This energetic sculpture is a striking example of iconographic ingenuity. The dramatic figure is identified by its inscription as the archaic tantric deity Vajrahumkara. He stands in a dramatic pose (pratyalidha) that signifies the throwing of projectile weapons, as he is certainly about to release the vajra brandished in his top right hand—an enduring symbol of Buddhism's ability to dispel ignorance. With his primary hands, Vajrahumkara appears to conflate the eponymous thunderbolt-sound gesture (vajrahumkara mudra), formed by crossing the wrists, with the warning gesture (tarjani mudra), formed by pointing index figures, in one of the most unique mudras seen in Buddhist art. His wrathful expression is not represented by the traditional grimace, but by one half of his mouth biting his lower lip while the other snarls—yet another unusual feature of this unique sculpture. Heavily cast in a manner that seems to further substantiate the figure's terrific power, this distinctive sculpture is one of the earliest and largest bronzes of Vajrayana Buddhism's rarest deities, absent from most collections.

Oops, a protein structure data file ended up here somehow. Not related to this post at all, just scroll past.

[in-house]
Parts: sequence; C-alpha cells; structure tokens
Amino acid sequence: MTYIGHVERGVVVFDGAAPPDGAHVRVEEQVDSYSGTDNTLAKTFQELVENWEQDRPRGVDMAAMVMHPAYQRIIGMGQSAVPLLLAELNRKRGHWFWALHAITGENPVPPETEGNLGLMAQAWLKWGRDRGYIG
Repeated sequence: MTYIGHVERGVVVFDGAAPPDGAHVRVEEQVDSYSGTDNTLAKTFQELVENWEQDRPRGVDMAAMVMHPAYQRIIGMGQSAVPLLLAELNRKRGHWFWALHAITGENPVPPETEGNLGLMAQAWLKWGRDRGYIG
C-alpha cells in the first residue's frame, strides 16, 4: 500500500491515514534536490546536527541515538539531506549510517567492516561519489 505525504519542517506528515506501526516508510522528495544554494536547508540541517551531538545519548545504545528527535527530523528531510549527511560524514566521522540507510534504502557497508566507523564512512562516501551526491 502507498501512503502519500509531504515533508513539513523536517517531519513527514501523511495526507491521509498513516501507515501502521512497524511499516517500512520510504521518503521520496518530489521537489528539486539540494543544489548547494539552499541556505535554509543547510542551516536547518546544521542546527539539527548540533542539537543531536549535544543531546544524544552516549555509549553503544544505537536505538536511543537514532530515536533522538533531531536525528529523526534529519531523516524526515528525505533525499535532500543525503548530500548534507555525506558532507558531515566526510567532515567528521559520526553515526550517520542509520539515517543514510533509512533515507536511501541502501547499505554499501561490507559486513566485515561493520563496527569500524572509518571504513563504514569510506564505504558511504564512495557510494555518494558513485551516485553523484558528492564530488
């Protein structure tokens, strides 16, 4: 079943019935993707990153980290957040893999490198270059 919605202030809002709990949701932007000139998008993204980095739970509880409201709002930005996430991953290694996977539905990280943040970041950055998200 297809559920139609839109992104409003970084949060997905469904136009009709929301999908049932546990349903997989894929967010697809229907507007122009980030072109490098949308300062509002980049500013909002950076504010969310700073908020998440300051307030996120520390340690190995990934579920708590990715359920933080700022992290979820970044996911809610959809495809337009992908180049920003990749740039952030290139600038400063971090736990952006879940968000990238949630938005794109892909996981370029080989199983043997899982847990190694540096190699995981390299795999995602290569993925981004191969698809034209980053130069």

The sculpture is thought to be among the earliest surviving bronzes produced for worship in Tibet. Its heavy, copper-rich casting and skilled sense of movement are hallmarks of Newari craftsmanship commissioned by Tibetan patrons. An ethnic group from the Kathmandu Valley in Nepal, Newars are master artisans of unparalleled skill, who were frequently employed for major artistic projects in Tibet from as early as the 7th century. The majority of sculptures forming the distinguished stylistic group this sculpture belongs to are located within monastic repositories in Lhasa. Von Schroeder has published a significant amount, including a closely related figure of Trailokyavijaya (von SchroderBuddhist Sculpture in Tibet, Vol. I, Hong Kong, 2003, p.511, no.166B; also see nos.147A-D, 149A-E, 152A-G; and Vol.II, pp.930-40, nos.216A-221A). Scholars have debated their dating, but more recent evidence suggests a range in date between the 9th and 10th centuries (see lot 805 for further discussion).